- Sir Alf Ramsey led England to the world title in 1966
- He would have celebrated his 100th birthday on January 22, 2020
- On the anniversary of his death, April 28, 1999, a look back at the career of the legendary trainer
When England, recognized around the world as the home of modern football, first won the FIFA World Cup in 1966, even the phlegmatic Queen Elizabeth II couldn’t contain her joy. As Wembley Stadium is the scene of celebrations and scenes of popular jubilation fill the streets, only one man in the country seems able to keep his cool. Alf Ramsey, the coach responsible for this historic success, is content to display a broad smile without moving from his bench.
Since then, no one in England has forgotten Nobby Stiles’ dance step or the images of Bobby Moore lifting the Jules Rimet Cup. Likewise, no one has forgotten Ramsey’s reservation, which personifies calm and dignity throughout the country. The General had a keen mind for all things football. His tactical intelligence allowed him to modify his system according to the circumstances, and his thoroughness rubbed off on the players and, on the whole. Ahead of his time, his greatest asset was his ability to get the best out of his men.
Wonders Without Wings
Ramsey was appointed head of England after bringing Ipswich Town from the Third Division South to the domestic championship in just seven seasons, between 1955 and 1962. “We’re going to win the World Cup.” It was with these words that Ramsey took up his duties as coach in 1963. However, the Essex native has never felt particularly at his ease among journalists. Despite all the respect the press has for him, a heavy 2-5 defeat against France in the qualifiers for the European Nations Championship earned him his first criticisms.
But Ramsey, international 32 times as a right-back for Southampton and then Tottenham, is not fooled. He refuses to give up his great project: a team without a winger, a position yet globally associated with English football. He implemented a new 4-4-2 system, which earned his team the nickname of wingless wonders (the wonders without wings).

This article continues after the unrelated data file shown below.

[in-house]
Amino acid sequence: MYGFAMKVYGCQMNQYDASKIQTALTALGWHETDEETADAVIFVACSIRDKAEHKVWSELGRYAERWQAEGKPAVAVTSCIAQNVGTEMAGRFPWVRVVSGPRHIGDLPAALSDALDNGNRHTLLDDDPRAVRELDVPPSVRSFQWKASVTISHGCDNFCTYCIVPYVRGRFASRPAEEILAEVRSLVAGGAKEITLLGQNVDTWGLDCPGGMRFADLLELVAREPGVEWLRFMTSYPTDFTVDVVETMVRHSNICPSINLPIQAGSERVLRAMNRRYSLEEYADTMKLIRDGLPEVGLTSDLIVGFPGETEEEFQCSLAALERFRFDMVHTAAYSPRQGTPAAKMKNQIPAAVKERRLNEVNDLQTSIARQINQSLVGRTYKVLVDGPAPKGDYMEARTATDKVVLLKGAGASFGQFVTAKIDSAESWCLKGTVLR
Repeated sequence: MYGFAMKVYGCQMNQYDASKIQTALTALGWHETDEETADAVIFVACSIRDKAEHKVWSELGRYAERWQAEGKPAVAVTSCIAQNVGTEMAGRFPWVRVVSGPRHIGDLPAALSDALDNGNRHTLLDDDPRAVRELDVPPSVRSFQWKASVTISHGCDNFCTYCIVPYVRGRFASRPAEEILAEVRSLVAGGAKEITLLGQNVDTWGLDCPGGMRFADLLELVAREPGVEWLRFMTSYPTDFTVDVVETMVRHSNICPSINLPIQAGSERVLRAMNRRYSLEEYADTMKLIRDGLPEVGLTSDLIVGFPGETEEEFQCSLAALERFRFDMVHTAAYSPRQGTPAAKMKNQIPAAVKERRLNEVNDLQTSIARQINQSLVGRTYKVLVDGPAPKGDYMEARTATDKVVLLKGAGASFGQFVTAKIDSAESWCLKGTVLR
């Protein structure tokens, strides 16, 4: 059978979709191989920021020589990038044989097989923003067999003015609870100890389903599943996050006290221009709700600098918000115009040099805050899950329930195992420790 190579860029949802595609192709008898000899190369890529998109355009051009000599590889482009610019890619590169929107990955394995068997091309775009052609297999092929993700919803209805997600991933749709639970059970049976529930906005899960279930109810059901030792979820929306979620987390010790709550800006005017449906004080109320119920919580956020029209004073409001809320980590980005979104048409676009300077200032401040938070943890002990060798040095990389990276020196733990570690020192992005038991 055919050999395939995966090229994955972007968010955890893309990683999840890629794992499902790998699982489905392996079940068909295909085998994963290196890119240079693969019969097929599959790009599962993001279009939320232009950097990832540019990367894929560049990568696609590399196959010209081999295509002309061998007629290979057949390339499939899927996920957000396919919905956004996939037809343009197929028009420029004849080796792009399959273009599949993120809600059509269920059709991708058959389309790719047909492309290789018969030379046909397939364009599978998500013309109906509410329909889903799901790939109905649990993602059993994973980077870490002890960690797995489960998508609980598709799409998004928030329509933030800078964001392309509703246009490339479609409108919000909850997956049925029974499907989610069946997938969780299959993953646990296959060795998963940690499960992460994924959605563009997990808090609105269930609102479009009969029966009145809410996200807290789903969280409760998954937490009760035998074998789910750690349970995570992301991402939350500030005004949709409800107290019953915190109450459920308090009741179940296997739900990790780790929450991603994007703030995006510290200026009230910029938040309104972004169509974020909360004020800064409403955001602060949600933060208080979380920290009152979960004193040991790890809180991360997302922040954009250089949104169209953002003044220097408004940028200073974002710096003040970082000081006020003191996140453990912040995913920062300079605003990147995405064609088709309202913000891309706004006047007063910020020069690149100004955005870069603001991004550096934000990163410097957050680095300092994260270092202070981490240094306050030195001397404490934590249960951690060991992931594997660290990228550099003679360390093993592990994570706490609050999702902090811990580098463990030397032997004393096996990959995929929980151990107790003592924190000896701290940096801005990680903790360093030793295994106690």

The players have always maintained their confidence in Ramsey. “It was mutual,” said tenacious Stiles, who, after a hard tackle on French playmaker Jacques Simon in England’s 2-0 win, had seen the press run wild against him. Despite the efforts of those who would have liked to see him excluded from the team for the quarter-finals, his coach will support him until the end. “He was showing such loyalty to his players that we would have walked the water for him.”
“And I’m not just talking about the players. Everyone who was on that team was giving their best for Alf. Before the game against Argentina, I was in the bathroom putting on my contact lenses. when Harold Shepherdson, Ramsey’s assistant, walks in. He grabs me by the throat, pushes me against the wall and says, ‘Don’t you dare drop Alf.’
A place in history
Despite Ramsey’s promises, few experts predicted England’s victory, even in front of their home crowd. Sixteen years earlier, England suffered a humiliating defeat to the United States in Brazil. For his last selection three years later, Ramsey took part in the sinking of his team at Wembley against Great Hungary (3-6). In Switzerland (1954), Sweden (1958) and Chile (1962), England did not go beyond the quarter-finals. A priori, there was no reason to think that the English would be able to dethrone Pelé’s Brazil …